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Acetamido derivatives of the naturally antibacterial non-β-lactam Lactivicin have improved activity against their penicillin binding protein targets and reduced hydrolysis by β-lactamases, but penetration into Gram-negative bacteria is still relatively poor. Here we report that modification of the lactivicin (LTV) lactone with a catechol-type siderophore increases potency 1000-fold against Stenotrophomonas maltophilia, a species renowned for its insusceptibility to antimicrobials. The MIC90 of the modified lactone LTV17 against a global collection of extensively drug resistant clinical S. maltophilia isolates was 0.063 μg.ml(-1) Sideromimic modification does not reduce the ability of LTVs to induce L1/L2 β-lactamase production in S. maltophilia, and does not reduce the rate at which LTVs are hydrolyzed by L1 or L2. We conclude, therefore, that lactivicin modification with a siderophore known to be preferentially used by S. maltophilia substantially increases penetration via siderophore uptake. LTV17 has the potential to be developed as a novel antimicrobial for treatment of infections by S. maltophilia More generally, our work shows that sideromimic modification in a species-targeted manner might prove useful for the development of narrow spectrum antimicrobials that have reduced collateral effects.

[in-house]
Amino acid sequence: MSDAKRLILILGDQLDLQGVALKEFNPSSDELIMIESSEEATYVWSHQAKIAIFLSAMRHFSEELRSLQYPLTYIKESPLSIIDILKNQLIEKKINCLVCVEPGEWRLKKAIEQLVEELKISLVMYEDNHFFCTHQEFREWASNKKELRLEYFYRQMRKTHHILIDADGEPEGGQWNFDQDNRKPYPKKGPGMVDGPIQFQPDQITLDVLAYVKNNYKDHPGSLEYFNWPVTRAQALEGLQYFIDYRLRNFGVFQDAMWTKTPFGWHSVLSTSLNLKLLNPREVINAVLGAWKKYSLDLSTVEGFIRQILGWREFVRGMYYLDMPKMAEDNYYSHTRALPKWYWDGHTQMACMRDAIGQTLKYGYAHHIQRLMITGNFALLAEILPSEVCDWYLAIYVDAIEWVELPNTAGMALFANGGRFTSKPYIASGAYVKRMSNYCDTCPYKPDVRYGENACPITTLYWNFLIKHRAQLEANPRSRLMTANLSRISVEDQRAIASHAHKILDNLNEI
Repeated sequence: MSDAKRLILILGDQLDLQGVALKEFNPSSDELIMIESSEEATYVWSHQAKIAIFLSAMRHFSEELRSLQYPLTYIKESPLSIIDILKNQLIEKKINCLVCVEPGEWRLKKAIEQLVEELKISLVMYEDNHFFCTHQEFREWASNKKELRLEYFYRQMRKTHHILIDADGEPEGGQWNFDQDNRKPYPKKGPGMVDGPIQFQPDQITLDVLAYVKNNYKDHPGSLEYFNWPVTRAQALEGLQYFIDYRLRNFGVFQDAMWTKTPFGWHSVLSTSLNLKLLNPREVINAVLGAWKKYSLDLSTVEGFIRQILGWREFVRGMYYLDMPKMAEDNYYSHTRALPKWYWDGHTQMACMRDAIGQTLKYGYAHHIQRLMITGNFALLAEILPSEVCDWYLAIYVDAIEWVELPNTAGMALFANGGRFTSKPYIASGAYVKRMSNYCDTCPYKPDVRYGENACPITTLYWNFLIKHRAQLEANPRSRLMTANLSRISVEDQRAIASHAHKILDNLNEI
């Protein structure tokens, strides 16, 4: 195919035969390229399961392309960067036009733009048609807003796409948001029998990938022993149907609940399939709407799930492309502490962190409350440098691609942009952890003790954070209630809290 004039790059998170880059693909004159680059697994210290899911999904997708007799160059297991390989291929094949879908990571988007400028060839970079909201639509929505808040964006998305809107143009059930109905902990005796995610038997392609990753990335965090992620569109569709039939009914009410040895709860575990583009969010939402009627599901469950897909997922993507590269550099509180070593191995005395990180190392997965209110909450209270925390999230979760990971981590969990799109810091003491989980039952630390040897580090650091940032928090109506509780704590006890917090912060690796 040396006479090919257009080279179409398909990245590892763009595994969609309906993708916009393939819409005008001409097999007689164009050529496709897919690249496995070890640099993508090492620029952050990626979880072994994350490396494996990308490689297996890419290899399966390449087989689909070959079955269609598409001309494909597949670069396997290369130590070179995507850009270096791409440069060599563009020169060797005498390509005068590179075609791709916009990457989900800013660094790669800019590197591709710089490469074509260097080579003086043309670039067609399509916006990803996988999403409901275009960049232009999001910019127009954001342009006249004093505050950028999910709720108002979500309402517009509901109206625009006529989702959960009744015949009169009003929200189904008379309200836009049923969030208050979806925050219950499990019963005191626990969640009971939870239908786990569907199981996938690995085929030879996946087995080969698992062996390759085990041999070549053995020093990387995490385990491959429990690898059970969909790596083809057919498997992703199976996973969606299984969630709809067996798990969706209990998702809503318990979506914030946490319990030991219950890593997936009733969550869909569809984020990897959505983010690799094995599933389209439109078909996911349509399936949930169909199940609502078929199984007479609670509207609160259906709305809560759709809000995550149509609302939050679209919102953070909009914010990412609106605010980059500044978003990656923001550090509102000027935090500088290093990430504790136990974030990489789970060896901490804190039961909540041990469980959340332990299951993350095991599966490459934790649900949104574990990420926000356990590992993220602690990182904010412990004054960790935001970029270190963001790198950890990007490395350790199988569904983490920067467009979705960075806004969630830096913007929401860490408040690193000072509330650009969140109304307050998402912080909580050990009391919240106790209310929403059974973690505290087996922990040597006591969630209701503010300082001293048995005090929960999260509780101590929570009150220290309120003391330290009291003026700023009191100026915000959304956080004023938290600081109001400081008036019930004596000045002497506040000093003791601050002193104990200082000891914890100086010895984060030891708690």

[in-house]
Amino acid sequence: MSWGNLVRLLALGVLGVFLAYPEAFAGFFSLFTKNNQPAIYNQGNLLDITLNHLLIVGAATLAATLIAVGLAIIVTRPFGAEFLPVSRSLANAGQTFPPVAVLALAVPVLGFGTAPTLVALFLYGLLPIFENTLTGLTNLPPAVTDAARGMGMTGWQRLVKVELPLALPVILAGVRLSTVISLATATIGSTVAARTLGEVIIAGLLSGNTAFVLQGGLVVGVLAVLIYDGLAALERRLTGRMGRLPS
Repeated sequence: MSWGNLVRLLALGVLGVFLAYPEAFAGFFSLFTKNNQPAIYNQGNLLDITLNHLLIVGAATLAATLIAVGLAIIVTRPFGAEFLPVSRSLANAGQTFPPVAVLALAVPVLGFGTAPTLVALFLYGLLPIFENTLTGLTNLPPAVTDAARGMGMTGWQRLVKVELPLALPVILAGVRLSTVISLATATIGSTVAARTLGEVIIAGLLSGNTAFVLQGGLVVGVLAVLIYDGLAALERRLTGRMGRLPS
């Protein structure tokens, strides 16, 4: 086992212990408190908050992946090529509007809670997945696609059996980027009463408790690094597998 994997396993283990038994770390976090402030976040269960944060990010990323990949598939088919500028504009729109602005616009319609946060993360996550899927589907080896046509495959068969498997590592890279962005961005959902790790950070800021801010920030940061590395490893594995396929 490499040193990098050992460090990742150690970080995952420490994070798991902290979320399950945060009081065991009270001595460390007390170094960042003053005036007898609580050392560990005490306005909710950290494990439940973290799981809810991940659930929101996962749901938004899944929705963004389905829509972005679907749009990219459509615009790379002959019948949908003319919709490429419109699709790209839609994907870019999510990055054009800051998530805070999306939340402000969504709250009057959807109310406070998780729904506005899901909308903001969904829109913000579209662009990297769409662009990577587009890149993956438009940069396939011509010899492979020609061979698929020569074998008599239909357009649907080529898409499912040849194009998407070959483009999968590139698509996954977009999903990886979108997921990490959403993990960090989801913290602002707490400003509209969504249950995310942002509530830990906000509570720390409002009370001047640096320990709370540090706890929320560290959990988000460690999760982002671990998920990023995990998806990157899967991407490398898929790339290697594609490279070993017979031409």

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- 2 Finished
11/01/16 → 10/04/16
1/07/15 → 30/04/21